Live-blogging the Pledge Drive again here today. Twice a year (once in spring and once in fall) our local public radio station gets on the microphones for a week to remind listeners that the programming that's heard free costs a good deal to broadcast. Dharmonia and I have worked in public radio for literally 20 years, since we each got started as part-time minimum-wage hourly workers at the Bloomington NPR affiliate to cobble together enough money to hack graduate school.
The affiliate here in Lubbock works especially well, and especially efficiently--and, as I've said previously, they're exemplary supporters of the local arts scene. So, it's no imposition to come out and help them pitch for bucks.
Yesterday was more pitching for bucks: one of the monthly musicales that our "Friends of Music" supporters board hosts to both generate income from high-dollar donors, and also to generally expand awareness and membership in SOM fund-raising initiatives. These are typically structured as house parties, hosted in the palatial homes of FOM members; the board member will donate space and, typically, catering costs; SOM will elicit contributions from area vendors (especially the area wine-makers) and do the promotions and outreach to ensure a sell-out crowd, and SOM faculty and/or student ensembles will provide a short musical program. Yesterday was my guys in the Celtic Ensemble.
The hosts were great and jumped on board--got the caterers to do Irish-themed food, got a recipe for lager-and-lime, even laid-on single-malt for late after-party tipple. They also recruited a whole raft of folks who are big into their Scottish heritage, a large group here in the Southwest (for various reasons, the Scottish games-and-heritage, kilts and claymores and Scotties trope is huge here), who were all very excited to play dress-up with their family tartans and sgian dubh.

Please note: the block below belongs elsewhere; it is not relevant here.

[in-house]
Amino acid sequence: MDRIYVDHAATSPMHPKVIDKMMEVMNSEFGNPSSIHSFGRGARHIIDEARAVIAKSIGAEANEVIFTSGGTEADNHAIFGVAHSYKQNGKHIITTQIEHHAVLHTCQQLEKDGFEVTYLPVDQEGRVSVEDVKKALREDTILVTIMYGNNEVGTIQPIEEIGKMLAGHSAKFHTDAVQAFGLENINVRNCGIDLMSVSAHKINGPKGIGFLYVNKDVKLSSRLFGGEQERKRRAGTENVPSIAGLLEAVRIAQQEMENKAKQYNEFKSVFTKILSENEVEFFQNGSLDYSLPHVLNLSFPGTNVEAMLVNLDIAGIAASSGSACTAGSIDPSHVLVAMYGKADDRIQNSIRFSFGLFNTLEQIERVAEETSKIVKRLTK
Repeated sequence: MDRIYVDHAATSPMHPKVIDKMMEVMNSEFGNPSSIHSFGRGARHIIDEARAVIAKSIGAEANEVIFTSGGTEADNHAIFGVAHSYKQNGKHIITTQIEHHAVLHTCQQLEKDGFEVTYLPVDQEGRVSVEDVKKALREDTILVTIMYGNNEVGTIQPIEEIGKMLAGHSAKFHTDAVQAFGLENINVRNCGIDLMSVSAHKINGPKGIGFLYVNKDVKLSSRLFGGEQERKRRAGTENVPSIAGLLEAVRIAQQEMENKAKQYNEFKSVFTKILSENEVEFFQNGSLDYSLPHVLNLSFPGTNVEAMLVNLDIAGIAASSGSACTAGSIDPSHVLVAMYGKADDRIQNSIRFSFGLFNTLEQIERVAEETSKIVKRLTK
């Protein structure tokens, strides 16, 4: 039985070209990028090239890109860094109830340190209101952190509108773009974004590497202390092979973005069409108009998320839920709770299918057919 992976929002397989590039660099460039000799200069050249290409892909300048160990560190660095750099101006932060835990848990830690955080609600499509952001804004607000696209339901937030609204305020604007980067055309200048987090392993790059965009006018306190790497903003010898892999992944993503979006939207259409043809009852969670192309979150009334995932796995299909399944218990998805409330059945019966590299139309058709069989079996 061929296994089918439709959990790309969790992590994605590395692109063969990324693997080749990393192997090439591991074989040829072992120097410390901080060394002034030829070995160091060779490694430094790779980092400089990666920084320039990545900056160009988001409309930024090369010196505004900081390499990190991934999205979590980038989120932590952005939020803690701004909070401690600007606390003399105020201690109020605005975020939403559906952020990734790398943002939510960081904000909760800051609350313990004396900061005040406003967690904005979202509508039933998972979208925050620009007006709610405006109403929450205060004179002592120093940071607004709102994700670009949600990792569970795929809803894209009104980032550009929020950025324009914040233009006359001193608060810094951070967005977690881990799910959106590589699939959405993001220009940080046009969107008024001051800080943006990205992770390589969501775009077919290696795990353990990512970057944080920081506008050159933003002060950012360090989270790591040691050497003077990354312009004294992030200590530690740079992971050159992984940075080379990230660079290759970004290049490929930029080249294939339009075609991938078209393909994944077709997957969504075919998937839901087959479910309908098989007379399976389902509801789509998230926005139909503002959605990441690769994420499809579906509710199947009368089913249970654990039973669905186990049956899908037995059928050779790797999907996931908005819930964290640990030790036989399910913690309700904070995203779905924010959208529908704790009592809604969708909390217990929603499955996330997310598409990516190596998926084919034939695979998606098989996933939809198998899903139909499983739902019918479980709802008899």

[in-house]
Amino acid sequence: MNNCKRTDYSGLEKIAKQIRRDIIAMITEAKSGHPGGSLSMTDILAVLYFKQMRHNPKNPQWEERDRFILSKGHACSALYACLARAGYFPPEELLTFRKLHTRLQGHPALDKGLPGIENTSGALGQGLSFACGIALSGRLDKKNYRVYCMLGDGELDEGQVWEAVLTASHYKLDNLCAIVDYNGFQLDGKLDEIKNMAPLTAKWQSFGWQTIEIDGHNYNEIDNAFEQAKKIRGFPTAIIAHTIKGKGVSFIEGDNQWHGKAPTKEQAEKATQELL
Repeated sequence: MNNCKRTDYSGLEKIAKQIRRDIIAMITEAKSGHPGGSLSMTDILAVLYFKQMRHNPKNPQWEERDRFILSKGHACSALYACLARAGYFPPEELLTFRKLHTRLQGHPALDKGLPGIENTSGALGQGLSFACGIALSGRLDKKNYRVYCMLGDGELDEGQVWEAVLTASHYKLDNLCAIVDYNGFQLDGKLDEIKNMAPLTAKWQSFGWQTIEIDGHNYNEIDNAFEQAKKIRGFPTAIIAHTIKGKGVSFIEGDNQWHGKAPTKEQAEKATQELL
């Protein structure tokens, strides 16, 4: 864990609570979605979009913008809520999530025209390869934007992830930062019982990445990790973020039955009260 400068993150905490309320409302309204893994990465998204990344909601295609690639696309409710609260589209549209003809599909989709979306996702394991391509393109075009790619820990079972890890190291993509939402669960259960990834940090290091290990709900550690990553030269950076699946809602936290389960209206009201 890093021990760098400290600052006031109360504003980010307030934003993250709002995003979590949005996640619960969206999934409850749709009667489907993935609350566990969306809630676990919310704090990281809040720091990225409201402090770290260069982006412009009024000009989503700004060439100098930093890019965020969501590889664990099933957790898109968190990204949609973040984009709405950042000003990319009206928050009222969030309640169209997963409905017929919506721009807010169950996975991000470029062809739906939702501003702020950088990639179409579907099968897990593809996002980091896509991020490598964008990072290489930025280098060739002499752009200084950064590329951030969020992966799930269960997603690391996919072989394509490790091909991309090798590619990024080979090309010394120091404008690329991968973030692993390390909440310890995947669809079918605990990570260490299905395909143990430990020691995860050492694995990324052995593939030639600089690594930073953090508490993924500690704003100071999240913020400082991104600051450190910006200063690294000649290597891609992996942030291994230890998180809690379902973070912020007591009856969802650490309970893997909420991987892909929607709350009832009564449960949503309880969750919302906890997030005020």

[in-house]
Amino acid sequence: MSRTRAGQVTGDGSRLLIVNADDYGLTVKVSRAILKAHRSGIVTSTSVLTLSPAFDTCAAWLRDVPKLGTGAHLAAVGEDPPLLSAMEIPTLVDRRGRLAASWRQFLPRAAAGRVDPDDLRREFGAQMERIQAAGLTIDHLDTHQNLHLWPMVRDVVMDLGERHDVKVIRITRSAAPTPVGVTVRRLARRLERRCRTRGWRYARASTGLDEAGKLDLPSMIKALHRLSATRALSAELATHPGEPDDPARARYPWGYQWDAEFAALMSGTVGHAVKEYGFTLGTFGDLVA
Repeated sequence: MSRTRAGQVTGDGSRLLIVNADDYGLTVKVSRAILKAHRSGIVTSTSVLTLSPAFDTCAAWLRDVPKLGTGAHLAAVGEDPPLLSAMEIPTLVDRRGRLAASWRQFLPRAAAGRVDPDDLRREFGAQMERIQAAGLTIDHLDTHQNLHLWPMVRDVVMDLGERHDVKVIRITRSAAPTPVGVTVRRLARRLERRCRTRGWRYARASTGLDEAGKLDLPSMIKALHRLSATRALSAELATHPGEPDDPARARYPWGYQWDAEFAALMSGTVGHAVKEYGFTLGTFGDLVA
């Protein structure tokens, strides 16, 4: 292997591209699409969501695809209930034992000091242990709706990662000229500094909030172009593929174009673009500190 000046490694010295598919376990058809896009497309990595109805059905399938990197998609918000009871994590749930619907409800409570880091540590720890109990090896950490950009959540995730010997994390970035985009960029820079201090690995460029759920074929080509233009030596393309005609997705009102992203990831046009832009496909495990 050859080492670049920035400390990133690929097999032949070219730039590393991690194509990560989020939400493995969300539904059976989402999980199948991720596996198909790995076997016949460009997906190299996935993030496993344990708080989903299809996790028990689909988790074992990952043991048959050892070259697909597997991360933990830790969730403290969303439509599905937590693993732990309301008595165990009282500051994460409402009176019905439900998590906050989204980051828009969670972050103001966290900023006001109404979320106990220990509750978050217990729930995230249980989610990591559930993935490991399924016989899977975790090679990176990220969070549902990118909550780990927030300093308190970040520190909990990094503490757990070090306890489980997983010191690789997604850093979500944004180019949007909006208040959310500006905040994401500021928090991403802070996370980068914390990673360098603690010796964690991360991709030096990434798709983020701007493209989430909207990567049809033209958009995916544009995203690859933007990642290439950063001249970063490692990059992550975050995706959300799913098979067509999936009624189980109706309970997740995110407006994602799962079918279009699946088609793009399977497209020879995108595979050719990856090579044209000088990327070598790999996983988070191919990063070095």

The ironic thing about this is that, despite my own rather cynical and blase reactions to dress-up and festival, it's a hugely valuable way to do arts fundraising in Texas. As I've said before, West Texans are remarkably un-selfconscious people--about owning stuff or wanting stuff or buying stuff or believing stuff--and they are equally un-selfconscious about playing dress-up. The Texas ladies like Big Ol' Hair and Big Flashy Jewelry and they and their men are not shy about dressing up in the kilts and bonnets either. And the folks who are greeted at the door of the palatial home hosting the Musicale by the kilted sorts are as happy as little kids coming to a dress-up party.
And making them happy is the point of the exercise. Regardless of whether the kilts or the palatial mansion or the Big Ol' Hair are my style, it's more important to make sure the folks you're hitting for money are comfortable. The quickest way to kill a fundraising effort--or, for that matter, any positive response to whatever arts initiative you're undertaking--is to make people feel stupid. You cannot condescend to folks and then hit them for money. Or, if you do, the only avenue left to you will be to condescend so grotesquely that you make them feel stupid and make them feel that whatever art you're providing them is their only possible avenue to intellectual redemption. The world of Euro-American concert music advocacy did that for years, and the result, now, is that the only folks who still pay out money for symphony season tickets are older and greyer, and are unfamiliar with any other arts advocacy model than that of the condescending "you will listen to this music because it's good for you, and because the hoi-polloi are too ignorant to know that it's good for them, too." It's a tired, condescending, classist, hierarchical model, and it doesn't fucking work.